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Thread: Smokers

  1. #21
    Senior Member Crothcipt's Avatar
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    I now so want to take that in to work. Show how extreme my problem isn't yet.

  2. #22
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    Do any of those cleavers get much use or is it mostly just a really cool collection?

  3. #23
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    Impressed!

    Hax thee Cook CLEAVERS RULE!!!
    A barbeque believer will not profane pork by boiling, liquid-smoking, submeging in sous-vide, or affirm with those who do.

  4. #24

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    I come from Kentucky originally and their ain't no BBQ there either..........unless you count sheep as BBQ. ;-)
    Quote Originally Posted by hax9215 View Post
    PARBOILING RIBS?? No BBQ in Florida either, apparently. No offense, but there is a reason a lot of the competition guys's excess. btw, I align my smoker on a back azimuth to Memphis, not magnetic North!


    Hax the Cook CLEAVERS RULE!!!

  5. #25
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    I would maintain that only in Kentucky could a pitmaster effectively smoke sheep! (For all of you yankees, Owensboro style BBQ utilizes mutton.) Seriously, parboiling? HERESY!! DE-VIL!! DE-VIL!! BLAS-PHEMERRR!!!! ;-(p

    Hax the Cook CLEAVERS RULE!!!
    A barbeque believer will not profane pork by boiling, liquid-smoking, submeging in sous-vide, or affirm with those who do.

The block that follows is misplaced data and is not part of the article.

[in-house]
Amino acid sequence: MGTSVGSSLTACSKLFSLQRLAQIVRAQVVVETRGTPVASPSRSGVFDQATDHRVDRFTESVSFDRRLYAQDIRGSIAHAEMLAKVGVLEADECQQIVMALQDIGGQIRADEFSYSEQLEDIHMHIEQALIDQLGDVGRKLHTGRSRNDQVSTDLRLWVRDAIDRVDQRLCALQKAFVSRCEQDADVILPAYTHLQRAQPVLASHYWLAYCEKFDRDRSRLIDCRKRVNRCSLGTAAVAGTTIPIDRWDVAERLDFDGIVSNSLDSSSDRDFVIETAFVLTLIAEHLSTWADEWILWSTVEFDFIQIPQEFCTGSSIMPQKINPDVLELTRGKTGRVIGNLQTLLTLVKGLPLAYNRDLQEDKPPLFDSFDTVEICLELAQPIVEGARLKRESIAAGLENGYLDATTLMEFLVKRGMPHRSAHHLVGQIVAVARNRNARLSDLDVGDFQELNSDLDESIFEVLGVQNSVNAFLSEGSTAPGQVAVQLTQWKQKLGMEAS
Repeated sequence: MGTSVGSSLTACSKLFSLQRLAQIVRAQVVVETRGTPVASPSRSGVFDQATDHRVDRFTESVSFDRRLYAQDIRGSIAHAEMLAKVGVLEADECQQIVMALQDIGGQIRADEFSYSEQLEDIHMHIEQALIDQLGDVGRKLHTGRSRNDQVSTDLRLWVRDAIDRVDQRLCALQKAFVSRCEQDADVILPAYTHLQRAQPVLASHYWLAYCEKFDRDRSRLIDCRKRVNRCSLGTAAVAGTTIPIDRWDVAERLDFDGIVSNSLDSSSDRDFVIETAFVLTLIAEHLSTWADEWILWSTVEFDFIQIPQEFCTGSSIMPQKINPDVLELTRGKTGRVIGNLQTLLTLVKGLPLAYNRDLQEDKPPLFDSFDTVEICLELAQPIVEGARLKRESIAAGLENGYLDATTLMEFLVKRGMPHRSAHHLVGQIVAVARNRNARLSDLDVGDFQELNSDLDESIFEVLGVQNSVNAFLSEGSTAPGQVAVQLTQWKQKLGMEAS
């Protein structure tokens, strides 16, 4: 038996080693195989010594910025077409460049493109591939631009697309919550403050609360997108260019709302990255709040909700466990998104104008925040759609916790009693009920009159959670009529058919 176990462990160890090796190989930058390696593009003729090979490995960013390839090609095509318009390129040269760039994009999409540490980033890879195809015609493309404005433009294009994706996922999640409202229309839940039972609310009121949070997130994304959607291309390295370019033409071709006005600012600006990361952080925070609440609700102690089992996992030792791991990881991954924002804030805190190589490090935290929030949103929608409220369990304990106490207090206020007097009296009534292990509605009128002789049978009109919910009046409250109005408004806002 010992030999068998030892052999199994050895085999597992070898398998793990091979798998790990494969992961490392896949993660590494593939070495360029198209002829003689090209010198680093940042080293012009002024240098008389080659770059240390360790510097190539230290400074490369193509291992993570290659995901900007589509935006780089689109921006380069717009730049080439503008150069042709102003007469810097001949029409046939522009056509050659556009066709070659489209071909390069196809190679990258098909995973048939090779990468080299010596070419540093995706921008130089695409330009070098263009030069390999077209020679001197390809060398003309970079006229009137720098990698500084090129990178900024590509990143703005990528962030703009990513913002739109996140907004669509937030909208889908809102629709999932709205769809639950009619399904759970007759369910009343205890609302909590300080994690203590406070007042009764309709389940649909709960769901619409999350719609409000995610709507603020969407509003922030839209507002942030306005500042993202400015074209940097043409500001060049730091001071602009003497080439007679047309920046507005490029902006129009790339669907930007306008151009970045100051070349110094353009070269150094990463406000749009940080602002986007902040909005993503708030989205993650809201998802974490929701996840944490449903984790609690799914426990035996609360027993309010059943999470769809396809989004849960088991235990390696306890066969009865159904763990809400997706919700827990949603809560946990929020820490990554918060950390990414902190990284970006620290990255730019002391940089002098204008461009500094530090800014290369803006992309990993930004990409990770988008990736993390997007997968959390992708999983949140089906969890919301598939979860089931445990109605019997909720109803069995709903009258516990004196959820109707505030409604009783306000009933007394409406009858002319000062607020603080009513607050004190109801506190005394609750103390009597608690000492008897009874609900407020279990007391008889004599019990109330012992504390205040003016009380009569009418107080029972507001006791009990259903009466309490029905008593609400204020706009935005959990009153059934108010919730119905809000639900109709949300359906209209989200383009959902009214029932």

6. #26

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    Quote Originally Posted by Kyle View Post
    Do any of those cleavers get much use or is it mostly just a really cool collection?
    I use two smaller old beattys almost every day, size 0 nd 2. That big boy is a #10 and has only been used to behead some large fish that has hit my dock. I also have a few lamb splitters that get used a lot. But to fully answer the question I have been trying to collect one of each size of Beatty in as good a shape as I can find.
    This got harder when I learned that not only were there the "Beatty and son" cleavers made from cast steel that most of you know of, made from around 1820's-1900. In around 1940 one of the Beatty's daughters marred a mr. Briddell from that point on all the knives were stamped Briddell. But a older (also cast steel) cleavers made by the stamped " W. Beatty PA". These were made from around 1720-1750, he was the grandfather of the William Beatty from Beatty and son.
    But hold on I'm not done yet a even older cast steel cleaver made by John Beaty from around 1680-1720, stamped "J Beatty Ulster Co NY" that's the one in the picture above.
    AND! From what i can tell the oldest Beatty cleavers made stamped "Thomas Beatty Forged Down Co. Ireland 1662". If I'm right these were made by the great great grand uncle of the "Beatty and sons" in county down Ireland. I found this cleaver in a antique store in PA thing looks like it was never used, funny my oldest Beatty is the one in the best condition.

    So there's lots of Beatty's out there.

  7. #27
    Senior Member Deckhand's Avatar
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    Really cool info. Great collection.

  8. #28
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    Quote Originally Posted by Chef Niloc View Post
    I use two smaller old beattys almost every day, size 0 nd 2. That big boy is a #10 and has only been used to behead some large fish that has hit my dock. I also have a few lamb splitters that get used a lot. But to fully answer the question I have been trying to collect one of each size of Beatty in as good a shape as I can find.